Ben Abdelnoor is having a pretty good 2013. The Ambleside and inov8 runner won the classic Wasdale a few weeks back, along with the Old County Tops earlier in the year. Last weekend he realised his goal of 2013 – winning the Lakeland 50.
Here Ben tells us how it all panned out on the trails and fells around Coniston:
The Lakeland 100 is a race that has caught my imagination in a way no other race has, or probably ever will. For the last three years I’d come out and supported the event as it passed through Ambleside; the route passes my front door. Three years ago I cheered on my girlfriend in the 100 mile event.
She passed through Ambleside late at night in the cold and rain, struggling and in pain, but determined to finish; I remember being quite emotional at the time. I’d then proudly watched her finish in Coniston to take the victory after a tortuous 32 hours. That same year I’d witnessed the awesome talent, and an incredible neck-and-neck battle, between Andrew James and Jon Morgan in the Lakeland 50 event. James had won by a few minutes to set a new course record of 7 hours 47 minutes.
A hundred miles involves running through the night, sometimes two. And I’ve watched those 100-mile runners: the agony, the pain, the limping, the tears and the suffering. I didn’t want that. Plus, I like going to bed at night – so that settled it; I’d give the 50-mile event a go.
Planning and race preparation
For me this was going to be my big target for the season. I run on the fells rather than the trails and a 4-hour fell race is what I’d call a ‘big’ event. Early in the season I’d competed in a 37-mile fell race, taking 7 hours, with a similar amount of ascent to the 50, so I knew I had the ability to make it round the course.
Next up was working out what pace to run at. Using the splits from Andrew James’ 2010 victory, I paced the legs from Ambleside to Coniston, and from Pooley Bridge into Ambleside. My training consisted of long runs (2-3 hours), as well as some longer fell races (20+ miles). Mentally I prepared by poring over the map and memorising the route: every climb, every twist of the path and every bit of terrain. I use mentally imagery a lot to help me prepare, and would picture myself running strong throughout the course of the race.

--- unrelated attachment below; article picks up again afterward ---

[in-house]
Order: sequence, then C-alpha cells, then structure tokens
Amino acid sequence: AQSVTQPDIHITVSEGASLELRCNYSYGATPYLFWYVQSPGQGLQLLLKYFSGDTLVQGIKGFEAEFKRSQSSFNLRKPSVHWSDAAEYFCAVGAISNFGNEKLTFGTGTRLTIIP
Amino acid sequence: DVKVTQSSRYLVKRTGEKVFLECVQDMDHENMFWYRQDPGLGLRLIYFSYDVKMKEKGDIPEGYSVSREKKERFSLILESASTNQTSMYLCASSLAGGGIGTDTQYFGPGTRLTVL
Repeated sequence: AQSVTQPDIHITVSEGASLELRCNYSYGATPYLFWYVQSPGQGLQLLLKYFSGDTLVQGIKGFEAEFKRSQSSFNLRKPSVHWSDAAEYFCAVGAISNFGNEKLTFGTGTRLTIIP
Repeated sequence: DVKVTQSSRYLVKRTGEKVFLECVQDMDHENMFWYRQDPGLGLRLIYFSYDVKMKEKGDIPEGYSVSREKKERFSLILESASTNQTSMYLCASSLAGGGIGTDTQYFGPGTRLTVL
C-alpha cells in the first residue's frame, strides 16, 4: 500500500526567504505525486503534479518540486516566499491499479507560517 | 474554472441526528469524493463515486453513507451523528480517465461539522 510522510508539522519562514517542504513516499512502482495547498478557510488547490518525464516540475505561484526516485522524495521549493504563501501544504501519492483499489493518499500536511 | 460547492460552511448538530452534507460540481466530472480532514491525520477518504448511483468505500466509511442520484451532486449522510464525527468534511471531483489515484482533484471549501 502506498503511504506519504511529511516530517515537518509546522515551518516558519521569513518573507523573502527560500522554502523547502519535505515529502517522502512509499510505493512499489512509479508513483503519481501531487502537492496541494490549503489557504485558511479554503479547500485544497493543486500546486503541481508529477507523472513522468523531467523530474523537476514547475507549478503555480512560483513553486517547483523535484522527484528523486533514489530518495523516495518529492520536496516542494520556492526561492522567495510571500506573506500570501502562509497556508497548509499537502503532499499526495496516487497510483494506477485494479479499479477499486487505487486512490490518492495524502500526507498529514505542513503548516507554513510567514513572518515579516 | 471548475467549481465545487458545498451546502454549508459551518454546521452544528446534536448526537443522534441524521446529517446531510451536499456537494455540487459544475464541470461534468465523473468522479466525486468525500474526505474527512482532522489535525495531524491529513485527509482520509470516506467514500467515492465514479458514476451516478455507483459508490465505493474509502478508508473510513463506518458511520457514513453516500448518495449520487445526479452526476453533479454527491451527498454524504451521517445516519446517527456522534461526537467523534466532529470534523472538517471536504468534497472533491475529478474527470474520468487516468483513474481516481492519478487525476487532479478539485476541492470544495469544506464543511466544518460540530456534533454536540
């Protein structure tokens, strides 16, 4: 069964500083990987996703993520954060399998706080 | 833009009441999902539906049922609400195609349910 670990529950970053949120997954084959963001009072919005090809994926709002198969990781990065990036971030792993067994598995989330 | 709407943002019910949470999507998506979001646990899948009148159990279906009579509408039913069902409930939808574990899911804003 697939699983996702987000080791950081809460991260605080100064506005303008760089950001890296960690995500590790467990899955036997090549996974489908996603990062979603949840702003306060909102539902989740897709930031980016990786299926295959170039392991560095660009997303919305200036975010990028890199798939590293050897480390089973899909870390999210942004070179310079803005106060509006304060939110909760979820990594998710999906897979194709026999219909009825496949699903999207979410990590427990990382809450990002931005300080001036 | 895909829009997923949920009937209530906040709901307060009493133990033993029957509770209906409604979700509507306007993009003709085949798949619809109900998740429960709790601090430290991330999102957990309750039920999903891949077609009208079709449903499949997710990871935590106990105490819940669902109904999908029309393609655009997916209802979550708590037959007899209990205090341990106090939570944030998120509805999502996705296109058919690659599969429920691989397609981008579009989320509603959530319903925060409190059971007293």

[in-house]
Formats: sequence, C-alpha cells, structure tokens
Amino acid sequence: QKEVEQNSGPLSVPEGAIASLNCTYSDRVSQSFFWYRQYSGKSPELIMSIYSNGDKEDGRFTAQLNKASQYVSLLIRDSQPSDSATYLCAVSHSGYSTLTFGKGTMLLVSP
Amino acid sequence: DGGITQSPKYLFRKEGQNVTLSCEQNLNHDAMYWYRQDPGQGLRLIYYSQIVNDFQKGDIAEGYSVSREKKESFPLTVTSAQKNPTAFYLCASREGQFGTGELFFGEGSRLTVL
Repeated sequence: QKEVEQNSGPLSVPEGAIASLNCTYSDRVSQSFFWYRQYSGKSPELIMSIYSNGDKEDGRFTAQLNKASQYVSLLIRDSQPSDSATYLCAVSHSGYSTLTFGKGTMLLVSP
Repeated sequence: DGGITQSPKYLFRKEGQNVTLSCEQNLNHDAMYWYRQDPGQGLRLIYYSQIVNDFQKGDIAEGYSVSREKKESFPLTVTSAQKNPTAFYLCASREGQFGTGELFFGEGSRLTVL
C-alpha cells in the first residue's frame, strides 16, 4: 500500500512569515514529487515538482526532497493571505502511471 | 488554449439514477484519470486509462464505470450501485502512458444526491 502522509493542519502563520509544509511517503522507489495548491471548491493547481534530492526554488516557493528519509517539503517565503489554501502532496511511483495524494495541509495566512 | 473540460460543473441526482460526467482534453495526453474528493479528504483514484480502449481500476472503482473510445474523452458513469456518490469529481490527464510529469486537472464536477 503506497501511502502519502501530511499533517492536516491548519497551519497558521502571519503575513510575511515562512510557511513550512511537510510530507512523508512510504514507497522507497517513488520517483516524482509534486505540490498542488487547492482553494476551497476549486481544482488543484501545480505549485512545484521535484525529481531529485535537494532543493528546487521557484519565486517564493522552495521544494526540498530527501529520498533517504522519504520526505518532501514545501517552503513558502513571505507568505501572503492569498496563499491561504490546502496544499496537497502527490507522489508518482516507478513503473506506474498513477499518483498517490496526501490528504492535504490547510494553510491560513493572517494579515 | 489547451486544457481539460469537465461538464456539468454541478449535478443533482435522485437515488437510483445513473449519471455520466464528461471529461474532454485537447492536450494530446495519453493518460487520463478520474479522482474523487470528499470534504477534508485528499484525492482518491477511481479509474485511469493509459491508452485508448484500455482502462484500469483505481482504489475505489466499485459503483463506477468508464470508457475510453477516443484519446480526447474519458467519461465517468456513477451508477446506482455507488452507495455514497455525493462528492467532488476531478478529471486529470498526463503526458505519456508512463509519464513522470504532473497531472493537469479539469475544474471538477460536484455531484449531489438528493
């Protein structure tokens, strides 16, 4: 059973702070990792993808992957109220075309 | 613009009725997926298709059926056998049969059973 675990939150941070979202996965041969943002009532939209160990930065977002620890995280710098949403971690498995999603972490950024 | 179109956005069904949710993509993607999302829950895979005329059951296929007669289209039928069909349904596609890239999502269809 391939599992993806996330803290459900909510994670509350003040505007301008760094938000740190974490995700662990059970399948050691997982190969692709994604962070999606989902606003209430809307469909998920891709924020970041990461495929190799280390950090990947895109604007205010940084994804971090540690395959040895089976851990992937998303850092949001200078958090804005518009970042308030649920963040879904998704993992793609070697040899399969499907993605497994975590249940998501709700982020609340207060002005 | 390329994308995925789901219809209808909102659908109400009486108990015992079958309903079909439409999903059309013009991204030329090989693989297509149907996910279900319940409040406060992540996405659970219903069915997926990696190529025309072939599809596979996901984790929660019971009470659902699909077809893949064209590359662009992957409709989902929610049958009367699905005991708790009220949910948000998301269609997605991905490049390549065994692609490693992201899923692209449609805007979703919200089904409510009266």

Obviously this wasn’t going to happen, but it builds confidence and self-belief.
A Quick Start!
Marcus Scotney was a fellow competitor who I knew to be a favourite in the race, and with good reason. He’d won a hilly Windermere Marathon in 2 hour 38 minutes, and had marked up a victory at the Coniston Trail Marathon, coming within 30 seconds of the course record. So, when we set off on a loop of Dalemain before heading out onto the route I tried not to panic as he disappeared across the fields. By Pooley Bridge I was informed he was already 4 minutes ahead!
There can be few more pleasurable places to run than along that eastern shore of Ullswater. As I ran I thought to myself, ‘you can keep your Dolomite mountains and Alpine pastures, I want the picture-postcard Lake District.’ A smooth and inviting lake sparkling under a warm sunshine, brown and green slopes rising up to the summits of Helvellyn and the Dodds, and a fine track to tread my feet upon.
By the first checkpoint at Howtown three of us were following Marcus, not that we could see him. By the time we dropped into checkpoint two at Mardale, after a sweltering traverse along Haweswater Reservoir, we were down to two.
And, as I headed off from a quick checkpoint turn-around, up a stiff climb over Gatesgarth Pass, I was on my own. I say on my own, but actually I had the Lakeland 100 runners for company who’d set off the previous evening. Without them I think I would have struggled. I don’t think it was any coincidence that my two low points in the race were the times when I had no 100 runner to aim for and no one to offer, or receive, encouragement to or from.
Taking the lead
By Kentmere I’d been running for over four hours, but was still looking forward to the climbing. I was finding the flat sections a bit of a struggle, dropping to what felt like a rather slow pace a little too easily. I was buoyed on by spotting Marcus up ahead, who I’d hoped I’d been gaining on but couldn’t be sure – one person I passed reckoned he was 19 minutes ahead! I finally caught Marcus near the top of Garburn Pass, we exchanged a quick word and then I set myself to concentrating on the long descent into Troutbeck, determined to try and open up a lead.
Thirty minutes from Troutbeck saw me arriving into Ambleside, and on very familiar territory. I have to admit to choking back a tear to see so many friends and supporters cheering as I headed into the checkpoint.